Was actually serious about wondering what took so long, esp. given the recommendation to go run it. We not doubt benefited immensely from the prior cleaning fest. I remember lots of class II/III and a couple of fun stretches of whitewater in the gorges. My notes said it was beautiful and fairly remote (we saw a moose), and I was glad I did it but the whitewater wasn't worth rushing back for. That was with only having to deal with a few minor wood issues. Good for you for getting off the beaten path though. I think exploration is the best part of boating.
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Old 06-22-2014   #7
Ft Collins, Colorado
Join Date: Apr 2005
Posts: 198
Armed with the recent update, we couldn't resist a revisit. Three of us - “Tree whisperer” Doug, “Blind corner” Ken, and Gezer John - launched yesterday at 9:45 with a level of about 68 (surging ~65-70). Doug led the way and frequently demonstrated his limbo and slalom skills, allowing us to quickly pass what seemed like innumerable trees in the water. By the end, we portaged four times, all due to trees. Three are mandatory and one might be optional. We arrived at the main stem at 3:30, including a relaxing 30-45 minute lunch. This is an average time for my past runs. I’d attribute our “quick” time to cold beer at the takeout and the absence of radios!

Of the four portages, three were short and easy. The long one was around two trees and the log-jam in the final gorge (as described above). This really sucked. The flood modified the traditional scout-eddy on river left and none of us was badass enough to attempt the “new” eddy (or lack thereof), or ferry below the next tree, so we carried the entire mess on river-right to the log jam and ran the last couple ledges. The left chute (not preferred in the past) looks open enough to run, but most of the water is pushing right and failure to make the left channel would be memorable, at best, and possibly fatal. It would be really nice to remove the middle tree (in the picture), which would permit an easier portage and ability to launch into the left channel. Even better to remove all the trees, but the bottom log jam looks formidable.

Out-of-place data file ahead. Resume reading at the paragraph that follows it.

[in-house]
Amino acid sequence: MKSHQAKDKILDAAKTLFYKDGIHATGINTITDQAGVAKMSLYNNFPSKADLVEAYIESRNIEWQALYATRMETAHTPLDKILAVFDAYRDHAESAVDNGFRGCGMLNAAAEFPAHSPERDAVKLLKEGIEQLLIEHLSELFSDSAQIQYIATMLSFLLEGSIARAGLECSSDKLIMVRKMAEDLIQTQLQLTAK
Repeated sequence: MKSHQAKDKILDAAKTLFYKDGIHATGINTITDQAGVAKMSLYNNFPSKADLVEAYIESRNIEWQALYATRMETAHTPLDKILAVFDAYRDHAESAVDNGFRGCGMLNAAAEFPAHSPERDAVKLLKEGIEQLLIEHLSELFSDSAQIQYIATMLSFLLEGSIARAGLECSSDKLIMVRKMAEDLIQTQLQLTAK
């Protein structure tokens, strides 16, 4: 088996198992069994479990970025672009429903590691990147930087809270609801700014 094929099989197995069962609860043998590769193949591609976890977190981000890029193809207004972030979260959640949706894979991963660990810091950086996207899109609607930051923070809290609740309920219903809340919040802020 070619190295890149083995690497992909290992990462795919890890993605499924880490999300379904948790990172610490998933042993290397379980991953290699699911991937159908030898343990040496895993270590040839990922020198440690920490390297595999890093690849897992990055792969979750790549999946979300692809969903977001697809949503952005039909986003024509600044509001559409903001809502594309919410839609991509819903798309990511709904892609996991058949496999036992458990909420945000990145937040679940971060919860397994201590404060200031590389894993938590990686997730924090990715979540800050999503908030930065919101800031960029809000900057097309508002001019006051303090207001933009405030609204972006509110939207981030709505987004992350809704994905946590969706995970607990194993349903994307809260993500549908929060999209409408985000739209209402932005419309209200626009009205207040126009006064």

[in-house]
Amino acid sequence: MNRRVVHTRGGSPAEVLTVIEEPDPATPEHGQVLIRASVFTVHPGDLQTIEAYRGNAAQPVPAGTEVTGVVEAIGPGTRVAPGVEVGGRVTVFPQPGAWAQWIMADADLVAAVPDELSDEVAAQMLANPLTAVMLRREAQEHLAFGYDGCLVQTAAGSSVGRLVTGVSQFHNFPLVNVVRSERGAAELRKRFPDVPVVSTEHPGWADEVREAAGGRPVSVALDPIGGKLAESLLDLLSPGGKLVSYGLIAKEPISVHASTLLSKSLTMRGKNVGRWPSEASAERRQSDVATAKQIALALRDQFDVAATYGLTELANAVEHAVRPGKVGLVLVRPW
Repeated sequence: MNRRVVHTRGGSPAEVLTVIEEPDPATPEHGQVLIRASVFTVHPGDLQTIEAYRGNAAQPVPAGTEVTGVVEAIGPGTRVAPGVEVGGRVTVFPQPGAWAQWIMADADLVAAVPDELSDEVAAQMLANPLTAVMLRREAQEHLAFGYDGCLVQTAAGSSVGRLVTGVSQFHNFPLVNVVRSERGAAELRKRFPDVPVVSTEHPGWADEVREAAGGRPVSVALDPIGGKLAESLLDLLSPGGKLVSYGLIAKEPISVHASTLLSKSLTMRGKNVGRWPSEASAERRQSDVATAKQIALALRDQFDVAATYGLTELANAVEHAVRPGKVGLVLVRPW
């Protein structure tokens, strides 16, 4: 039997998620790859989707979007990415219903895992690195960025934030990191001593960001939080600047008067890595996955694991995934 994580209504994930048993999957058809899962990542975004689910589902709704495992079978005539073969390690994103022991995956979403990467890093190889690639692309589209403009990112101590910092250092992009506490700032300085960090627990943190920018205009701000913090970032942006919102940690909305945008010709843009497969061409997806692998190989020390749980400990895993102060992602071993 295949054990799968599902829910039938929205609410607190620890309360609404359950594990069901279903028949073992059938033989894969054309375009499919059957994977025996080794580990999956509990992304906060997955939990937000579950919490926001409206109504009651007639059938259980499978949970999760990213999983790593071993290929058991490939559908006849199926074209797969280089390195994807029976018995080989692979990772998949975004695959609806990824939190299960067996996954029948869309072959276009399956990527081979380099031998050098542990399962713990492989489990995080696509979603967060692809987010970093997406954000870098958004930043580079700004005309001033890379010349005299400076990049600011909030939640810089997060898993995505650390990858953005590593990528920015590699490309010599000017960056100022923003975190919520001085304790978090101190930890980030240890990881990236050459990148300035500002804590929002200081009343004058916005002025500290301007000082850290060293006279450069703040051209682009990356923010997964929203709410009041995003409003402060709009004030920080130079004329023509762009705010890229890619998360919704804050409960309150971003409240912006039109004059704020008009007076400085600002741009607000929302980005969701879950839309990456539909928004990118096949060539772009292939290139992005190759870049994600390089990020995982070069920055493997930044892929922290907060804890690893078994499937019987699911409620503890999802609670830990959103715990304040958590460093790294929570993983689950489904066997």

My notes suggest the new gauge is very close to the old one. From past runs, and assuming the gauges are closely correlated, my guesstimate is that < 60 is too low; 60-65 = low; 75-80 = optimal for most; 85-90 = high but good (optimal for confident boaters); > 92 (95?) = too high. The hand-made gauge at the confluence with the main stem is gone. My highest run was ~90 and I thought it was fun. Strong boaters (much more skilled than me) have had white-knuckle runs at 95 and above. They reported that unlike many other high-water runs, it wasn’t fun. High water involves bombing around eddy-less blind corners at high speed, worrying about trees, and grabbing willows at the last minute. Of course, your mileage (and comfort level) may vary.

With the recent fire and flood, it’s a very interesting run to revisit. As noted above, this drainage is almost completely burned by what appears to mostly be high-intensity fire. The runnable beaver dam (a fixture for decades) is gone. My impression is that in general the river bed is cleaner, although there are still many annoying rocks in the later part of the run. There are a couple new debris fans from drainages that I never noticed. With foliage burned off most of the trees, and mostly only tree skeletons remaining, you can see a lot of topography that was previously hidden. Despite the fire and flood, the water was clear (but the long portage was messy and dirty).

Before the flaming starts, it’s worth noting this is a very scenic wilderness run, and at moderate flows it’s mostly class 3 with a few harder sections. Class 5 boaters looking for a thrill will be disappointed.

If I got this right, the first picture shows the old scouting eddy - used to be behind the obvious rock. You can also see the tree just around the corner. There's another tree about 50 yards above this picture (a mandatory portage at this level - maybe a ski jump at high water).

The second picture is the log jam.